The bravest woman in oil
Ann Pickard, Shell's chief in Nigeria, knows the true meaning of oil crisis.
(Fortune Magazine) -- Ann Pickard's title sounds normal enough - she's regional executive vice president in Africa for Royal Dutch Shell's exploration and production division. But there's nothing normal whatsoever about Pickard's job. Indeed, as Shell's top official in Nigeria, Pickard may well hold the most dangerous executive post within the oil industry.
A 53-year-old Wyoming native who helped organize battered women's shelters before entering the energy biz in the late 1980s - "making $7,000 a year doesn't quite cut it," she says of her former life - Pickard is the first woman to run Shell's African operation. She talks a lot about reducing accidents, and by accidents, she's not talking about the industrial variety.
"Our accidents tend to be people getting shot because they're at the wrong place at the wrong time," Pickard says matter-of-factly.
Employees have been robbed and murdered when they ventured onto the wrong roads. Nigeria's kidnap-for-ransom epidemic took a turn for the worse last year when the five-year-old child of a local Shell employee was kidnapped (though later returned unharmed).
In September, rebels launched attacks on a Shell pipeline, gas plant, and flow station, killing two workers. And while Nigeria's deepwater operations had once been immune to the unrest, in June a Shell oil platform 75 miles from shore was attacked.
"I don't think it was an attack on Shell per se, but more a political point being made to the government that the militants can reach anywhere the industry operates," says Pickard, who reports to Shell's E&P chief Malcom Brinded.
A mother of two young children, Pickard says she would not remain in Nigeria if she believed her children or husband, a retired naval officer, were in danger. (She typically travels with bodyguards and police escorts.) Why does Pickard stay? "I like these types of environments because you make a difference," Pickard says.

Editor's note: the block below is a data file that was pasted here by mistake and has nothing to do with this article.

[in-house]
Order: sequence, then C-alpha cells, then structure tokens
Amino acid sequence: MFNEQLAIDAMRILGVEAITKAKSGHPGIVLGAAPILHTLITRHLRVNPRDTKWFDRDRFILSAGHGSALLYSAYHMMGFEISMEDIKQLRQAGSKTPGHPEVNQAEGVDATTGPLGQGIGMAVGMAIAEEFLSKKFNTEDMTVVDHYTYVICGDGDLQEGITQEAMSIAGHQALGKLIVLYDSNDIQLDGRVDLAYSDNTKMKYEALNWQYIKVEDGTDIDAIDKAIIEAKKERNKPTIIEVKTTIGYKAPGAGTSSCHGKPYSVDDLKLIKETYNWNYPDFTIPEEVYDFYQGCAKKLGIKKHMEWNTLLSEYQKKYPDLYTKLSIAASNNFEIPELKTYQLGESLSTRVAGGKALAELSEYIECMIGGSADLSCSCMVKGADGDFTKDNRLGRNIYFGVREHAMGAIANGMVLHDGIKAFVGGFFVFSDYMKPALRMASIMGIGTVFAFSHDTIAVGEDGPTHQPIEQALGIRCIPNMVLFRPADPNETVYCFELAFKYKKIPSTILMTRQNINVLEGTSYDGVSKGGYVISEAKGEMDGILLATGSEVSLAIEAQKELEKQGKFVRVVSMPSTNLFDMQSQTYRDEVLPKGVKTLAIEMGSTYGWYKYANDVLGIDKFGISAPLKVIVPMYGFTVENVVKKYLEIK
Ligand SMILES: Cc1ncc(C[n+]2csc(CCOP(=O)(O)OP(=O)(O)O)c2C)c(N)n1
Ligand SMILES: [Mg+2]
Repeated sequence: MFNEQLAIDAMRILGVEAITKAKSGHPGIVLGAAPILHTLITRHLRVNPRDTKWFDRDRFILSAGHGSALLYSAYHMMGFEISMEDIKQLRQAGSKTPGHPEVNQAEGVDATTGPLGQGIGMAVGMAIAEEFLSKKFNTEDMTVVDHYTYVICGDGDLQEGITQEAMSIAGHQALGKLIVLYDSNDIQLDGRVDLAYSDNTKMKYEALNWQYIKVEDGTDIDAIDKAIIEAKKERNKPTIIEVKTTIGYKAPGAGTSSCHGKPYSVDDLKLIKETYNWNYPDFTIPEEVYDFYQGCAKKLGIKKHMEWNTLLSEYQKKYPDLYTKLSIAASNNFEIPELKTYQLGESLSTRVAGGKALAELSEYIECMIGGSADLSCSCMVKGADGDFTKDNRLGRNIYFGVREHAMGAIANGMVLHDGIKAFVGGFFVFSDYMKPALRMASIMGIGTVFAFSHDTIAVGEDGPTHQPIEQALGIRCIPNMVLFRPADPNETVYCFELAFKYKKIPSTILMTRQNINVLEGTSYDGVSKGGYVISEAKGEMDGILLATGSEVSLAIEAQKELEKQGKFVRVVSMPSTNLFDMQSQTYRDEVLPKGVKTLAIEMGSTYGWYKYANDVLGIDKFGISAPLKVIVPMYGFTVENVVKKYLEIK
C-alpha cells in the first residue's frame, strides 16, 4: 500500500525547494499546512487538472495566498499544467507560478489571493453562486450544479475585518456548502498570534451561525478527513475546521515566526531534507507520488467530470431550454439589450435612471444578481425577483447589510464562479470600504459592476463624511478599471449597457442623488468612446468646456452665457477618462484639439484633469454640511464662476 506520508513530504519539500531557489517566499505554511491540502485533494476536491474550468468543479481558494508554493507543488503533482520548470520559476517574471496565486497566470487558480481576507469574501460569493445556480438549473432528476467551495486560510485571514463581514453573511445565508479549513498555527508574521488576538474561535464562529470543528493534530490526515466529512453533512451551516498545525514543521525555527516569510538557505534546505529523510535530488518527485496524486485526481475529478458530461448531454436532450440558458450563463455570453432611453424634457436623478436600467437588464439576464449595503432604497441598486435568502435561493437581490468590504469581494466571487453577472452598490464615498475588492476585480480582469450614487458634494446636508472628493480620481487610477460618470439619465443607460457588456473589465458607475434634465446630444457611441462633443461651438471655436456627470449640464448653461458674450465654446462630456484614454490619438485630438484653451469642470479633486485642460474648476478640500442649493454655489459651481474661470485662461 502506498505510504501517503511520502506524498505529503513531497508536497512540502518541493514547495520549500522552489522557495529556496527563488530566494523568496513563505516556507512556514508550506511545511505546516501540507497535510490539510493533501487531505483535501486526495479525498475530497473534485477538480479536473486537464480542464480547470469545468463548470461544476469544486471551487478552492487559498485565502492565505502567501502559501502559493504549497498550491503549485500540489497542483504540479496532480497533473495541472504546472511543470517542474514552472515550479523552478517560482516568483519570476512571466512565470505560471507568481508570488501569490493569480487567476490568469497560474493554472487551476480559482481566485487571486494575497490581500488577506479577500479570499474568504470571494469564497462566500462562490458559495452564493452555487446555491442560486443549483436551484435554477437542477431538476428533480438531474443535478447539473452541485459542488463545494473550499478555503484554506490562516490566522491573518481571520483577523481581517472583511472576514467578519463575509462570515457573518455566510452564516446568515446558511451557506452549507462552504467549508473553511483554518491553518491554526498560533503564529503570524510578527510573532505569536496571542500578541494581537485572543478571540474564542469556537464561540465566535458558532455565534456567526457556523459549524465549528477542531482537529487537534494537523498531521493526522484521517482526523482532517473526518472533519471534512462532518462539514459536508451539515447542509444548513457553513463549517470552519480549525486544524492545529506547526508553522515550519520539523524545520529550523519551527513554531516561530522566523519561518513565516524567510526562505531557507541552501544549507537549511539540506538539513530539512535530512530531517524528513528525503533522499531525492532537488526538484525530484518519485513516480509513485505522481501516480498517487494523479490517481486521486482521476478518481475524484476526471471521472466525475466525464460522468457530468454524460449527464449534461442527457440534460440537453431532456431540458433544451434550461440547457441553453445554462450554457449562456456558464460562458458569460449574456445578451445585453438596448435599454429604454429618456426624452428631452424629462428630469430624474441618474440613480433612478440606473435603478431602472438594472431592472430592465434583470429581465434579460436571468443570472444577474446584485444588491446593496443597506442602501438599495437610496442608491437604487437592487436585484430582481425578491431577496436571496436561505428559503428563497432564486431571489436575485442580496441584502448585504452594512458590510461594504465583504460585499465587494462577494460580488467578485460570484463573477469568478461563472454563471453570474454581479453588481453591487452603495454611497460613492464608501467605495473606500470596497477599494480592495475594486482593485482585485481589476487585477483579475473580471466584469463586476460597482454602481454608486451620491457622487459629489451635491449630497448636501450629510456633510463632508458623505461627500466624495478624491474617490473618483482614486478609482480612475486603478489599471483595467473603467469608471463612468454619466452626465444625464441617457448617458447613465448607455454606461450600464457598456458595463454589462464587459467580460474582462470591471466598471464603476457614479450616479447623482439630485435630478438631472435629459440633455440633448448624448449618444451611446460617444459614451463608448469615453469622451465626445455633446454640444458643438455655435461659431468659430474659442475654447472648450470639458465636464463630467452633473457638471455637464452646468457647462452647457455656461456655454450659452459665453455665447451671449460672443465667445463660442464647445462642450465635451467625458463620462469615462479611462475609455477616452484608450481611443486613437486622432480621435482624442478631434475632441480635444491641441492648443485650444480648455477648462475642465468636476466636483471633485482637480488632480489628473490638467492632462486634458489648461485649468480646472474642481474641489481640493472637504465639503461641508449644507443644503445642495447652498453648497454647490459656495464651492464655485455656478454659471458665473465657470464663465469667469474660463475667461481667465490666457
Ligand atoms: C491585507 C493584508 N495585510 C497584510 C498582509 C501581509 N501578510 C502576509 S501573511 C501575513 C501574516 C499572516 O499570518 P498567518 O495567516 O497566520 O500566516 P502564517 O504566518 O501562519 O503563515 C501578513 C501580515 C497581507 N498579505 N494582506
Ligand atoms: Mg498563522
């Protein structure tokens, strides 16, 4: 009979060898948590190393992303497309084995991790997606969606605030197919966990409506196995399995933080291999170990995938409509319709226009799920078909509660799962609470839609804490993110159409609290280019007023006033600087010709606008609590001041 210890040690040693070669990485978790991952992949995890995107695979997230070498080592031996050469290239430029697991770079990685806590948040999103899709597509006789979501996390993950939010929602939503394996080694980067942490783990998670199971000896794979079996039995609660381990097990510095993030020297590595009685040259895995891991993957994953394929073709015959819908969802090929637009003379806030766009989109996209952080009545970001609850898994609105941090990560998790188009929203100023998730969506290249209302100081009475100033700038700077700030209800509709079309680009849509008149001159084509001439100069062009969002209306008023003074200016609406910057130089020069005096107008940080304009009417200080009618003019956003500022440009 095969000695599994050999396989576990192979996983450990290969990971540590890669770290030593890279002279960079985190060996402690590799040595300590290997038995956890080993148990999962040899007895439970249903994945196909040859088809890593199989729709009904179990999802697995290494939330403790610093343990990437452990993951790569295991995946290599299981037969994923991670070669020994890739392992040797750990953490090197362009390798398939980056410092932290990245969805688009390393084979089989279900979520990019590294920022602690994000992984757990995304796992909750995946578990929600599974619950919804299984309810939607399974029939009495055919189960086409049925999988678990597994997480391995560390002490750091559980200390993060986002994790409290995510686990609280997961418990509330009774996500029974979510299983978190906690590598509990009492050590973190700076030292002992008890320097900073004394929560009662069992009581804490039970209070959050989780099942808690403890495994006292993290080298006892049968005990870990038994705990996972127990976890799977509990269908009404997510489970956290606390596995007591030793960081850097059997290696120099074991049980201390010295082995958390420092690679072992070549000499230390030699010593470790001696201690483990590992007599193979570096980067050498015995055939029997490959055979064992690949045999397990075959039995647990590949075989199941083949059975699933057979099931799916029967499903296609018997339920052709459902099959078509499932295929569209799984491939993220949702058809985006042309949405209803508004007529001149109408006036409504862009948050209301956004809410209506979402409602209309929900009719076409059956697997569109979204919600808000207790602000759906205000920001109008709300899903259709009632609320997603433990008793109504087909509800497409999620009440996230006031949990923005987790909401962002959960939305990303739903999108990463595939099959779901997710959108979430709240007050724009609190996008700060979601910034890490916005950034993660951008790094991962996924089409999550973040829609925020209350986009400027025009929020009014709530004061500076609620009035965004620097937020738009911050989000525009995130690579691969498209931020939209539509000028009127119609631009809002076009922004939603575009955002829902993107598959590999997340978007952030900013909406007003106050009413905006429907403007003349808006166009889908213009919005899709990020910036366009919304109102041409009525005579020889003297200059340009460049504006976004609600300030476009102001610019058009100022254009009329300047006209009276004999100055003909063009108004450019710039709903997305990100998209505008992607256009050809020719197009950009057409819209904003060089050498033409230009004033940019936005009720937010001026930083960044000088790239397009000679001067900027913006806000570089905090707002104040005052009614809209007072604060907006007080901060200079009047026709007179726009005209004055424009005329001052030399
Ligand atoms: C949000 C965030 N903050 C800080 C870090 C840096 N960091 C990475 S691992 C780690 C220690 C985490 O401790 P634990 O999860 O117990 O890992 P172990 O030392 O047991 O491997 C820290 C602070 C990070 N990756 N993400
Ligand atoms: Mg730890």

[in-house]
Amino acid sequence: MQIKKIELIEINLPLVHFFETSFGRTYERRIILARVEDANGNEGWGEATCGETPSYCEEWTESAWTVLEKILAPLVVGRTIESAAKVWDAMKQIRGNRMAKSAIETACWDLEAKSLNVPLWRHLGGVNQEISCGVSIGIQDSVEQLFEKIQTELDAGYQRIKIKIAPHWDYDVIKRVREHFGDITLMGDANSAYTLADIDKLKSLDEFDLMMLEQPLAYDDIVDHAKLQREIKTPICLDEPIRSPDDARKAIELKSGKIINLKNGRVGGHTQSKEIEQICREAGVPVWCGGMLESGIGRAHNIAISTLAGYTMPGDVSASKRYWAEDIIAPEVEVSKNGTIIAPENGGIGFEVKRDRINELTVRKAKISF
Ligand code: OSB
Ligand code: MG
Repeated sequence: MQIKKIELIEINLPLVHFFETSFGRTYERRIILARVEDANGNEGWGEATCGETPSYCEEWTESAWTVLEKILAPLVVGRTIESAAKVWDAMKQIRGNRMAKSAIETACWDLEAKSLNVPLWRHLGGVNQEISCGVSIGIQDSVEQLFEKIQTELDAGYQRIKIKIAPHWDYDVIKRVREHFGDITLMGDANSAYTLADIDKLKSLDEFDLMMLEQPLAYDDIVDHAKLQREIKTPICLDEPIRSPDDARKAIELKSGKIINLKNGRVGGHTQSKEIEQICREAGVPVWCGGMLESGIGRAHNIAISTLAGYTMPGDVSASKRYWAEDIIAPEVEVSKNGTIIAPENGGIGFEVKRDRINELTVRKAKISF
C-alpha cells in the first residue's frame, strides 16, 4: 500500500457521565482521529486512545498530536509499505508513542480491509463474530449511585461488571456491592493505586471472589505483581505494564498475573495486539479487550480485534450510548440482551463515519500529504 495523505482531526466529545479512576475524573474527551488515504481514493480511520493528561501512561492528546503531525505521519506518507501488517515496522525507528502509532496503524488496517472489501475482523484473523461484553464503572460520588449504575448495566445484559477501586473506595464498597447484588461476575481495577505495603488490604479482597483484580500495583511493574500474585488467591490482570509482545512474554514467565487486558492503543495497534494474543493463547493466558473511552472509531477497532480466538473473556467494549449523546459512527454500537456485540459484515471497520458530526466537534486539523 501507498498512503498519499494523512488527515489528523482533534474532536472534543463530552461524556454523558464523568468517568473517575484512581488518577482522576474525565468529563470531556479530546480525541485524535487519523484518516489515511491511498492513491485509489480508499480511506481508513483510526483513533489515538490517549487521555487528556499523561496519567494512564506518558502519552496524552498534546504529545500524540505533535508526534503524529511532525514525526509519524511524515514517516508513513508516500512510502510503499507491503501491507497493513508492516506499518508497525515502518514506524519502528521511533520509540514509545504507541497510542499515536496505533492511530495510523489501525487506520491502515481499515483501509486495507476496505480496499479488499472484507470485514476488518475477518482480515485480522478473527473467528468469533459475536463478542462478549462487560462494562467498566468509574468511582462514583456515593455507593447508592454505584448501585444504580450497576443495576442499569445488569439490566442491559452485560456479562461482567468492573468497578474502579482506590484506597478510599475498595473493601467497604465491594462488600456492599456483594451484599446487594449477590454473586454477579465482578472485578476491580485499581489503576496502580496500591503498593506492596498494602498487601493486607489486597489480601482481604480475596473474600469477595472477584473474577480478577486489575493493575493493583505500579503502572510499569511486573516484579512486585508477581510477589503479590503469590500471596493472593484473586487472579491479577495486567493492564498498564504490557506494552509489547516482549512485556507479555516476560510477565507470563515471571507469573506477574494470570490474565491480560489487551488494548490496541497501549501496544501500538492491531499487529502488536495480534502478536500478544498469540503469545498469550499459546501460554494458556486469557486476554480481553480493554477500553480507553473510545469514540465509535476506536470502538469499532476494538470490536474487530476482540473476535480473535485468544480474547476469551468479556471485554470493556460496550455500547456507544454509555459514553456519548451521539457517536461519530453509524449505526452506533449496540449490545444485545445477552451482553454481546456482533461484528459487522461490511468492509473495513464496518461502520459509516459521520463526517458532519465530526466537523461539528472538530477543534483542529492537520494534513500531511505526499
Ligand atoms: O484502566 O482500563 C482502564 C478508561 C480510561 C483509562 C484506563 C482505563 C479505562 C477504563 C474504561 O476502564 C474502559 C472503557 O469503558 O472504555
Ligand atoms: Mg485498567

She ticks off a list Shell's contributions to local communities - ranging from employment to health programs to college scholarships. Still, Shell's 70-year presence in Nigeria remains controversial, both among environmentalists and among ethnic minorities who want a bigger share of the nation's oil wealth. Next February, for instance, a U.S. federal court will hear a suit brought against Shell by the family of an environmental activist who was arrested and ultimately executed by a Nigerian military tribunal in 1995; the family claims Shell was complicit in his death, something Shell denies.
Sometimes the economic payoff for Shell (RDSA) can seem as tenuous as the security situation. By some estimates, 100,000 barrels of oil a day are stolen by gangs and rebels who commandeer pipelines. In the fourth quarter of last year, security problems in Nigeria contributed to a $716 million charge against earnings for Shell.
And while Nigeria accounts for about a 10% of Shell's worldwide oil and gas production, the country's contribution to Shell's profits is much lower given the nation's sky-high royalty rates. The Nigerian government keeps about 95% of all oil and gas profits.
Why then does Shell tough it out? Pickard notes that there aren't a lot of other oil-rich countries rolling out the welcome mat for Western oil companies these days. "When I give speeches, there's a map I show that color-codes oil producing regions based on their openness to multi-national oil companies. Green is most open, and red is least," Pickard says. "Well, the entire world is starting to turn red against us. I've got Russia turning red, Venezuela turning red, Bolivia turning red. The Middle East is almost entirely red.